Review by Xephyr for Lucid Planet - Lucid Planet II (2020)
A Bio-Mechanical World
Progressive Metal used to be my genre growing up, but I feel as if I have to go elsewhere nowadays to get the same sorts of twists and turns that used to excite me. Thirty-ish years into the genre’s supposed inception the label itself is becoming a bit disingenuous, leading listeners into a likely trap that promises something new, complex, impressive, or intricate. More often than not I find myself looking to Technical Death and Thrash or the more avant-garde side of Black Metal to provide most of the cutting-edge additions for Metal over something that’s literally named for supposedly progressing the genre. While a good portion of Progressive Metal feels sadly shackled to its predecessors, there’s always going to be a group or two who refuse to remain stagnant and quietly release fresh and exciting content for people lucky enough to stumble upon it. In 2020 that group for me was Lucid Planet, who were a quick and nonchalant recommendation from a coworker that I didn’t exactly rush around to get to at the time. When I finally did it was clear that Lucid Planet II was one of the most unique and impressive albums of 2020, as shown by its top 20 placing on my list, but returning to it with some hindsight shows that this album still has a ton of life left in it.
I’ll only reference Tool once since it’s important, but want to get it out of the way early. Lucid Planet’s 2015 debut, self-titled album showed that they were a band that was heavily influenced by said aforementioned band to a point where it was an obvious crutch for them. Unlike other clones, though, these Australians showed some serious promise since they chose to focus on some of the Tool’s stranger and more atmospheric tendencies more than anything else, allowing them to fully transition into their own with Lucid Planet II. Within the span of one album, they’ve managed to carve out a fantastic spot for themselves by doubling, if not tripling down on the aspects of their music that made them unique in the first place rather than taking the easy path down the weathered road, worn down by the travels of many other Progressive Metal bands. These aspects range anywhere from psychedelia, tribal, or electronica and meld together into a product that is absolutely dripping with character, atmosphere, and expression. I’m a massive fan of consistent theming when it comes to albums and Lucid Planet II delivers a wildly organic but somehow unnatural sounding meshing of concepts using mechanical sounding electronics fused with loose and psychedelic atmospheres. Through tracks like “Organic Hard Drive” and “Digital Ritual” Lucid Planet have really created their own alien landscape filled with slightly familiar qualities warped in a way that makes the listener feel uneasy but still awestruck by what’s around them, like walking aimlessly through a strange sort of forest on another planet.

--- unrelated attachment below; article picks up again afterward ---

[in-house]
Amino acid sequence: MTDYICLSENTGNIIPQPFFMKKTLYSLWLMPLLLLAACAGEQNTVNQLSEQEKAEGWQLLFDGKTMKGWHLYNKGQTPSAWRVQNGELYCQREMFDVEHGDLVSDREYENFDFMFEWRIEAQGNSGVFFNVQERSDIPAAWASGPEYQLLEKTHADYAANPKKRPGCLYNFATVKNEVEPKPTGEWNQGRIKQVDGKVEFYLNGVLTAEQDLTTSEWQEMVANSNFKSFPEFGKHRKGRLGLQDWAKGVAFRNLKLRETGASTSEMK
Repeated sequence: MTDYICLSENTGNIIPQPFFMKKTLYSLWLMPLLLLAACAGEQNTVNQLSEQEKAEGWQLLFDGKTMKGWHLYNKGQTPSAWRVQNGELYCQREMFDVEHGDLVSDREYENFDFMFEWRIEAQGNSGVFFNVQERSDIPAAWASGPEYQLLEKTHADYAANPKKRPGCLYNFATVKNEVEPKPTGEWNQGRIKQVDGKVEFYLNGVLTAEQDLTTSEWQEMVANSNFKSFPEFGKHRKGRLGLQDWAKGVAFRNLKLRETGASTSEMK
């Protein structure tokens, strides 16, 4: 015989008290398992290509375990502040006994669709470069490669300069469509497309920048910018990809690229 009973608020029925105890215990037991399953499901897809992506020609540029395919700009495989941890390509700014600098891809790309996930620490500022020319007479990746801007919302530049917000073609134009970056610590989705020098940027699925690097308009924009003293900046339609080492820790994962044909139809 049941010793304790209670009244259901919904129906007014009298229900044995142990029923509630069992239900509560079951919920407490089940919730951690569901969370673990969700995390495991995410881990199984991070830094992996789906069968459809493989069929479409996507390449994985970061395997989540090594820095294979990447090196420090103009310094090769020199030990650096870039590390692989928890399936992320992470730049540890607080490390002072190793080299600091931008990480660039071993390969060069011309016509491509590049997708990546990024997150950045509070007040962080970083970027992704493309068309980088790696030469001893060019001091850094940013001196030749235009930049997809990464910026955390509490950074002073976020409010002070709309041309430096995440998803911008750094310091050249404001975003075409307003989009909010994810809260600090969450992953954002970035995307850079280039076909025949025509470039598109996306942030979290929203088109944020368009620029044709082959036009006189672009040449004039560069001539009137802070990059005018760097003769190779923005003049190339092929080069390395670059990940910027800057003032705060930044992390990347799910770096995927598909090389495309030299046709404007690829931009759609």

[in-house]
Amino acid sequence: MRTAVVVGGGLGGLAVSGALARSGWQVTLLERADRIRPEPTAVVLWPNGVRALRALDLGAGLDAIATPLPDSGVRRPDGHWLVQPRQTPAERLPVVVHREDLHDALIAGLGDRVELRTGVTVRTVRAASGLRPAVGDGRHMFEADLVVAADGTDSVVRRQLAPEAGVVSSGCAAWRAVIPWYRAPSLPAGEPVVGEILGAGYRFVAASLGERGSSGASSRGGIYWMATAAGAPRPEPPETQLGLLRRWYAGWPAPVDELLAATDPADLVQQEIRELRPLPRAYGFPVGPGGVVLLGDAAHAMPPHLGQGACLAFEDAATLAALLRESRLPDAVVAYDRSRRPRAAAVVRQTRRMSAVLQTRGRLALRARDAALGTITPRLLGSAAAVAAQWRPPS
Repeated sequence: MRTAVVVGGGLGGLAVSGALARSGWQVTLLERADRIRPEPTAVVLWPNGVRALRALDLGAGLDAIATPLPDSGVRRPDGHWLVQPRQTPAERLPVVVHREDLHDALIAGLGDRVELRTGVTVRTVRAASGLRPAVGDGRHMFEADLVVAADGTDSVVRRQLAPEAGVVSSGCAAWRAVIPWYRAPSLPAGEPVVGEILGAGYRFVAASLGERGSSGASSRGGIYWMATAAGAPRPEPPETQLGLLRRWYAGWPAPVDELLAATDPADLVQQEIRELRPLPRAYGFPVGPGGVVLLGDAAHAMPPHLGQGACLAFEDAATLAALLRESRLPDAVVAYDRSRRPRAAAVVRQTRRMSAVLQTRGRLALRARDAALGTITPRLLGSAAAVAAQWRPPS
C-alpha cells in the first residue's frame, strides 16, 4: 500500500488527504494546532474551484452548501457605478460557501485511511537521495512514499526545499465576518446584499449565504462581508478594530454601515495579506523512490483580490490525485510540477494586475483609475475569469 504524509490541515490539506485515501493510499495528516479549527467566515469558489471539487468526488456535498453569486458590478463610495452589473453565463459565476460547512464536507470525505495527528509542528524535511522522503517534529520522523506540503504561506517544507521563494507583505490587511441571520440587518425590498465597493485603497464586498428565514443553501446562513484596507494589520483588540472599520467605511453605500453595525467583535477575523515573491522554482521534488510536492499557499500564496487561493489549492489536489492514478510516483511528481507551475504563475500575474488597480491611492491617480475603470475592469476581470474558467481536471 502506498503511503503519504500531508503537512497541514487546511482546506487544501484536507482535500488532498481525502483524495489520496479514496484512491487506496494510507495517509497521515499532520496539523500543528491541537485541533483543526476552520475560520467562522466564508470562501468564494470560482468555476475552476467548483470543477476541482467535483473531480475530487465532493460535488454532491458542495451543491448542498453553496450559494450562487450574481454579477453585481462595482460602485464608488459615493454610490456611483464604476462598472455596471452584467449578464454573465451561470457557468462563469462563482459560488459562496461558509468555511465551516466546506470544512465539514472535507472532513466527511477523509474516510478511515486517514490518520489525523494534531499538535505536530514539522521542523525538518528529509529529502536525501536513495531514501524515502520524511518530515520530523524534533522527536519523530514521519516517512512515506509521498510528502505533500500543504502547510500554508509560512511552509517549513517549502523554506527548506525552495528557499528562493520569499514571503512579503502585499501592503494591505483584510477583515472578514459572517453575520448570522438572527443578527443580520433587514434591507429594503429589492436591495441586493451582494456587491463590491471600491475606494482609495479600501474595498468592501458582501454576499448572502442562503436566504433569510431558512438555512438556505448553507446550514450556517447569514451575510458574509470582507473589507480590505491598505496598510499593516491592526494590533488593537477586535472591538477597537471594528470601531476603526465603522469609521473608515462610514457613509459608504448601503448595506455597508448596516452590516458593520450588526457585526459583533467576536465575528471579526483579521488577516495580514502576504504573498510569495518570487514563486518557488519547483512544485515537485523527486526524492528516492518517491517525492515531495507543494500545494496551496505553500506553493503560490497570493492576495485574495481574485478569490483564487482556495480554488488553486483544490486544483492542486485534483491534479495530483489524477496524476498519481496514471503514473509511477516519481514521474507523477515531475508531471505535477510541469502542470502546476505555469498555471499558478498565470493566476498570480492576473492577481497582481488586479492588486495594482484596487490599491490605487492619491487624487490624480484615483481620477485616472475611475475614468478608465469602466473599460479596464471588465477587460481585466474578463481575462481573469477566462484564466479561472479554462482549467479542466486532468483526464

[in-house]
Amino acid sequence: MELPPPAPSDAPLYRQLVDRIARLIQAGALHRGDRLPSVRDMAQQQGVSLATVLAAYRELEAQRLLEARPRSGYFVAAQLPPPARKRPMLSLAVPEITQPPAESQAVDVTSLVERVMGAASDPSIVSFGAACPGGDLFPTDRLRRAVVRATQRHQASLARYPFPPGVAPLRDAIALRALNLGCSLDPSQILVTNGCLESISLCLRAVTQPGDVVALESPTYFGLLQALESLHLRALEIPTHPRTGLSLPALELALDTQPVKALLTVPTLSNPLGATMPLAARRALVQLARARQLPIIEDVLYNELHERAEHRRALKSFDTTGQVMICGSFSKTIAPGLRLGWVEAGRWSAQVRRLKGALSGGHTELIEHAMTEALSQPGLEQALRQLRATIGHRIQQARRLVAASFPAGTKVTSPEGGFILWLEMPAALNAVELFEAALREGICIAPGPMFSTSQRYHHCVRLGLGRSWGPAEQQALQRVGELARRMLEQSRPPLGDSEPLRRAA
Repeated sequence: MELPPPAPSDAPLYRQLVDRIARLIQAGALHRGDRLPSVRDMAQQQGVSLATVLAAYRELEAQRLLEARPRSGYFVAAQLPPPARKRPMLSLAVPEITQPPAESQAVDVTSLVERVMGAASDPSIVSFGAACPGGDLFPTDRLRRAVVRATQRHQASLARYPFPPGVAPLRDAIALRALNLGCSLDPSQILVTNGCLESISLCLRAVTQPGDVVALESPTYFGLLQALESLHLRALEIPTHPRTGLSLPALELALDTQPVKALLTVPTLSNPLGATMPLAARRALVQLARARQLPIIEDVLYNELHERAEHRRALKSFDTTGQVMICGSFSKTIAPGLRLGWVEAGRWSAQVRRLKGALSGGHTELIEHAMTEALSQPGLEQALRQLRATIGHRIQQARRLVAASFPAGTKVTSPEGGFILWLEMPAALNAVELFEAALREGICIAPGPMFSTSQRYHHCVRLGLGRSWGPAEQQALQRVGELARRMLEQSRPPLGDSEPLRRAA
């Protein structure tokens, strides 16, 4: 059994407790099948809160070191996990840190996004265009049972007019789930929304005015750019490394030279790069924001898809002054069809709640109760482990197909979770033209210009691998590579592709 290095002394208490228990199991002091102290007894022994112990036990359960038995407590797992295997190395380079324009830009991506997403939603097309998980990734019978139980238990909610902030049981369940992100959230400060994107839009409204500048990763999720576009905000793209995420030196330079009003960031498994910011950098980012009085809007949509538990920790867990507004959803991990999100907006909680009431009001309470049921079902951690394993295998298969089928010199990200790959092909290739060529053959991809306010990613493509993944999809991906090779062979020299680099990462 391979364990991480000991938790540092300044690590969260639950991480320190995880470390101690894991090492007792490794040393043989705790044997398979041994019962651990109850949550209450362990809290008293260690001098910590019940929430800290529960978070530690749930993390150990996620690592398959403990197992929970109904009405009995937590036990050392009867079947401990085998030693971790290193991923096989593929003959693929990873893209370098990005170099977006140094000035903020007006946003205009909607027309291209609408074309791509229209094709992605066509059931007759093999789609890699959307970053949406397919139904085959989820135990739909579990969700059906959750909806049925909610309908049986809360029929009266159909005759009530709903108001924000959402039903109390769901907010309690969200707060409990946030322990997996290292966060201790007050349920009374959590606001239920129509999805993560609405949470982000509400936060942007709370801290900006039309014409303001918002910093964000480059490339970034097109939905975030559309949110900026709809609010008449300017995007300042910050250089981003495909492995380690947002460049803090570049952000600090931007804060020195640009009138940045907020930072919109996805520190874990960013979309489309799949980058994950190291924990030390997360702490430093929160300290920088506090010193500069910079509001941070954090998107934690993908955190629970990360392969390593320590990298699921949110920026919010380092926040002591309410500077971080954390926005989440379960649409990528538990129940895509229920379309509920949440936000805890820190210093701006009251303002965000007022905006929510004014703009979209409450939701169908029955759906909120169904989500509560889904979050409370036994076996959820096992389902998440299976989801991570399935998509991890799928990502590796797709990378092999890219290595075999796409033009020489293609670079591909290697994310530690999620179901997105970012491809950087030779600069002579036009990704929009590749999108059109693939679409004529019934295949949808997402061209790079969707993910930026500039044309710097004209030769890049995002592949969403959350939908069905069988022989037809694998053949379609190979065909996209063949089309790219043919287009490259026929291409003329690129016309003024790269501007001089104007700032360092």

This consistent natural versus mechanical atmosphere and feel of Lucid Planet II is what drives it forward and what makes the rest of the Progressive Metal riffing and solos have a ton more punch than they otherwise would. This album spends a lot of time on the low end, taking ample amounts of time to build up to each new section and riff introduction. While the album does have some great riffs and metal sections, most of the magic lies in the extended sections between them, combining tribal percussion with sputtering, warbling synths coupled with a clear sense of progression through the songwriting that makes it feel like each section that might sometimes be a bit too drawn out for its own good was worthwhile to sit through. Most of “Anamensis”, “Face the Sun”, and “Zenith” are comprised of these softer, more stripped down sections that explore all of these different tribal and electronic influences rather than hard-hitting riffs, even though they definitely pop up here and there. If anything, the biggest issue I have with Lucid Planet II isn’t necessarily about the atmospheric sections being too long, it’s the climaxes not sticking around for long enough. The buildups and transitions throughout Lucid Planet II are incredible, but it feels like the payoff for all the buildup doesn’t stick around for long enough for it to really make an impact sometimes. “Face the Sun” and the closer “Zenith” are especially guilty of this, even though I can understand the choice for “Zenith” to act as a climactic closer to the album. “Face the Sun” has about two minutes of total payoff over the course of a 12-minute track, plus an extra five minutes of electronic musings from “Digital Ritual” beforehand, and even though I love “Face the Sun’s” surprise Arabic turn I just wish there was more of it.